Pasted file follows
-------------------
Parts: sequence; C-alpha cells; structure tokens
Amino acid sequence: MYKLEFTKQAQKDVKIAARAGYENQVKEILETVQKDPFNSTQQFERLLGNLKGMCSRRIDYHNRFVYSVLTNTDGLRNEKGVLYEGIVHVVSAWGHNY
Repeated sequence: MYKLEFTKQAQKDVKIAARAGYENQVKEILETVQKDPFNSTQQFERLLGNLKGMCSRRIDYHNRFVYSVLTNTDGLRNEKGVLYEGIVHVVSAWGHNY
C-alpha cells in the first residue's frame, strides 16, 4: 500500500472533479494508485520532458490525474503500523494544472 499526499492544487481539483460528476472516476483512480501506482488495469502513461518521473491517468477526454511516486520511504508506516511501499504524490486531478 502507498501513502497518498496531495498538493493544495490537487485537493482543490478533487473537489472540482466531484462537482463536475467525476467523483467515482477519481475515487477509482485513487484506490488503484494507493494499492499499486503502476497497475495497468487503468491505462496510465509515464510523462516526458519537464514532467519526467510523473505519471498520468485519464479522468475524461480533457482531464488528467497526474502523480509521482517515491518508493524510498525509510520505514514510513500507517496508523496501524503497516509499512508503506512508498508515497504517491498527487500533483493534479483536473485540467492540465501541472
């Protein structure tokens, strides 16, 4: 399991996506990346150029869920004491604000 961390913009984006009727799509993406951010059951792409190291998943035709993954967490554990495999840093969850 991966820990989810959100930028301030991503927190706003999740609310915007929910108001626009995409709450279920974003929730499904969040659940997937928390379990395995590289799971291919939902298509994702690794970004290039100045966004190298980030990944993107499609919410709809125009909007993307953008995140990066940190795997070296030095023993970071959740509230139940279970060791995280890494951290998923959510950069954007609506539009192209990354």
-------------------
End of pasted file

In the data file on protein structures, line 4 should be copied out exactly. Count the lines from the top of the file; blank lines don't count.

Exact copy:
C-alpha cells in the first residue's frame, strides 16, 4: 500500500472533479494508485520532458490525474503500523494544472 499526499492544487481539483460528476472516476483512480501506482488495469502513461518521473491517468477526454511516486520511504508506516511501499504524490486531478 502507498501513502497518498496531495498538493493544495490537487485537493482543490478533487473537489472540482466531484462537482463536475467525476467523483467515482477519481475515487477509482485513487484506490488503484494507493494499492499499486503502476497497475495497468487503468491505462496510465509515464510523462516526458519537464514532467519526467510523473505519471498520468485519464479522468475524461480533457482531464488528467497526474502523480509521482517515491518508493524510498525509510520505514514510513500507517496508523496501524503497516509499512508503506512508498508515497504517491498527487500533483493534479483536473485540467492540465501541472